Last edited by ini; 01-07-2022 at 09:38 AM.
Old 01-07-2022, 09:21 AM
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No, you don't get it....

If I land with a pack that has 5% capacity left, I have toasted the pack due to heat......period.

If I land with 50% left, the pack has not been pushed hard and will not suffer from heat (thus the internal resistance has not increased). The big heat buildup is at the end, when you push a pack to close to depletion......period.

I'm done....gone luck with your packs that you push to 5%


Old 01-07-2022, 09:34 AM
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Well,
in the proofing video both 12S and 10S packs used same amount of energy. In mAh the 12S one used 1/6 less but the cell is also 1/6 smaller (providing the packs were equal in weight).
So, packs used same percentage of their capacity.

But, suit yourself. Try 12S yourself and be happy.
Old 01-12-2022, 02:17 PM
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I'm no expert but isn't the difference in remaining capacity more of a function of capacity than voltage?

IF that is the case would it make more sense to fly 10S 6000 vs. 12S 5000? I get that if the voltage is higher the throttle is lower and consumption will be lower but you could accomplish the same thing using a higher capacity pack. if you use 4000mah a flight that is 80% of a 5000 pack or that same 4000mah is roughly 67% of a 6000 pack leaving more safety capacity and less heat.

I am asking for my own edification not pretending to understand or pick a side.
Old 01-12-2022, 03:37 PM
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Originally Posted by ini
This is more less nonsense, at least for batteries.
Of course if you only reduce current draw and keep the battery same that would apply.

Here it is the question of 10S vs. 12S heat generation when everything else is kept equal. That means battery energy capacity, size/weight, cell quality & grade, and battery age/condition. Good examples would be 10S 6000mAh vs 12S 5000mAh or 10S 5000 mAh vs. 12S 4200mAh. Those pairs have equal amount of energy capacity.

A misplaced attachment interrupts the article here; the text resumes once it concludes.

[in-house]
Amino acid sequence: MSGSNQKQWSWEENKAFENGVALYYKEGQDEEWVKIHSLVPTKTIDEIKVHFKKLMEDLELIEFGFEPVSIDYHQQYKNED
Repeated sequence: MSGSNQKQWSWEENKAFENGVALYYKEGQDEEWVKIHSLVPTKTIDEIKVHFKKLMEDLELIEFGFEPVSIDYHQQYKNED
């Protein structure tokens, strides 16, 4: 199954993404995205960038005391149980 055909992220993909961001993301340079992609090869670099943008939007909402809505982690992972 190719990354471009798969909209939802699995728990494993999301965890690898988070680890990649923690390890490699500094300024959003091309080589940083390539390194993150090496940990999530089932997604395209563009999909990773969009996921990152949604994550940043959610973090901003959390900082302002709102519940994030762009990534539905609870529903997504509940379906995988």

Now, compared to 10S equivalent the 12S cell capacity in the battery is smaller (by 1/6 or 17%) and hence has a bigger internal resistance (again in the same proportion). This results the stress on the cell is on the same level in both, 10S and 12S, batteries. The heat generation is the same for both. Please measure this and show evidence if you do not agree.

If you do not keep the weight and energy capacity same for 10S vs. 12S comparison then it is all useless. In a similar way I could say that 10S is better because I can use 10000mAh batteries and they do not get as warm as your packs. Not useful, right?

Truth is and is based on laws of physics, that to use 12S instead of 10S would call for change in motor/prop combination and battery configuration. These changes will counter the benefits that reduced current draw would bring. The ESC will benefit from reducing current draw and there you could go to one side smaller one in some cases.

You can also gain more efficiency by rewinding a motor to have more copper area in the winding. This will reduce internal resistance and improve efficiency with less heat. So, be careful, when you compare different combinations. It is not always clear which change causes the biggest benefits.
The I^2*R part gets you with the batteries. Half the current at twice the resistance is half the power loss. For the sake of simplicity this completely ignores any local spot heating that may occur.

In a perfect world, with a motor rewound for half the current you'd get 4 times the resistance, so the I^2*R losses would be the same.

I agree when comparing apples with apples that there's not a massive efficiency gain on paper going from 10S to 12S. From a flight performance perspective though a few extra watts on tap when you need it can certainly improve the overall efficiency of the flight reducing the total amount of energy needed.

I can only guess that they've introduced this in the US so somebody can put an equivalent power 12S system into an airframe using cheaper parts?